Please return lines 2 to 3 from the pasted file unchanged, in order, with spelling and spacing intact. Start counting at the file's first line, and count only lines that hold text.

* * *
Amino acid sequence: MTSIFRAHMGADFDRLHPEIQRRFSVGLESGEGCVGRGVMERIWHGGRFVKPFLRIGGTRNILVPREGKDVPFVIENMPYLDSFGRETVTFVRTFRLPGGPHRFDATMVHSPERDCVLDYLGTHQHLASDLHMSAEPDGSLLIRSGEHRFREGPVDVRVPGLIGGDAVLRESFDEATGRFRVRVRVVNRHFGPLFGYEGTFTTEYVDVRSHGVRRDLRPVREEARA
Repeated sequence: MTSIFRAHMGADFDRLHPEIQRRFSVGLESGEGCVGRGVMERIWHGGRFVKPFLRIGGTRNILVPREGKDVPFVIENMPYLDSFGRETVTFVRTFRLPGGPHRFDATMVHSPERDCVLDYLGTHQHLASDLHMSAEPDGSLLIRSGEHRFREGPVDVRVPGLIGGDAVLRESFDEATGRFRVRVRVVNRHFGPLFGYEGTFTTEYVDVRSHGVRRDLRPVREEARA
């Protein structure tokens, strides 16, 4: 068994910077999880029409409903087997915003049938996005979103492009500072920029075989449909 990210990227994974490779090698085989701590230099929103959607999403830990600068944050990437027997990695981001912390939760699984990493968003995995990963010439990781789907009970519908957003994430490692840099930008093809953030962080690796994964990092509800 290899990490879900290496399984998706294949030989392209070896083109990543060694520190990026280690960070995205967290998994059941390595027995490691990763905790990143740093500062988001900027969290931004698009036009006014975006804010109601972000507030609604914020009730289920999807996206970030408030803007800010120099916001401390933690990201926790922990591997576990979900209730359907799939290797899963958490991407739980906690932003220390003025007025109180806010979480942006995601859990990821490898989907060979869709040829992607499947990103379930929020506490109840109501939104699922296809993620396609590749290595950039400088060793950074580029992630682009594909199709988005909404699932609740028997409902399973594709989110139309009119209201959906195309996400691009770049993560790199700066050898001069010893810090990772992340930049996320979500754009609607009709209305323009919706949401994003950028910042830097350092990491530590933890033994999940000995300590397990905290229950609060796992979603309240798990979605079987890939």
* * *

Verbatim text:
Repeated sequence: MTSIFRAHMGADFDRLHPEIQRRFSVGLESGEGCVGRGVMERIWHGGRFVKPFLRIGGTRNILVPREGKDVPFVIENMPYLDSFGRETVTFVRTFRLPGGPHRFDATMVHSPERDCVLDYLGTHQHLASDLHMSAEPDGSLLIRSGEHRFREGPVDVRVPGLIGGDAVLRESFDEATGRFRVRVRVVNRHFGPLFGYEGTFTTEYVDVRSHGVRRDLRPVREEARA
């Protein structure tokens, strides 16, 4: 068994910077999880029409409903087997915003049938996005979103492009500072920029075989449909 990210990227994974490779090698085989701590230099929103959607999403830990600068944050990437027997990695981001912390939760699984990493968003995995990963010439990781789907009970519908957003994430490692840099930008093809953030962080690796994964990092509800 290899990490879900290496399984998706294949030989392209070896083109990543060694520190990026280690960070995205967290998994059941390595027995490691990763905790990143740093500062988001900027969290931004698009036009006014975006804010109601972000507030609604914020009730289920999807996206970030408030803007800010120099916001401390933690990201926790922990591997576990979900209730359907799939290797899963958490991407739980906690932003220390003025007025109180806010979480942006995601859990990821490898989907060979869709040829992607499947990103379930929020506490109840109501939104699922296809993620396609590749290595950039400088060793950074580029992630682009594909199709988005909404699932609740028997409902399973594709989110139309009119209201959906195309996400691009770049993560790199700066050898001069010893810090990772992340930049996320979500754009609607009709209305323009919706949401994003950028910042830097350092990491530590933890033994999940000995300590397990905290229950609060796992979603309240798990979605079987890939």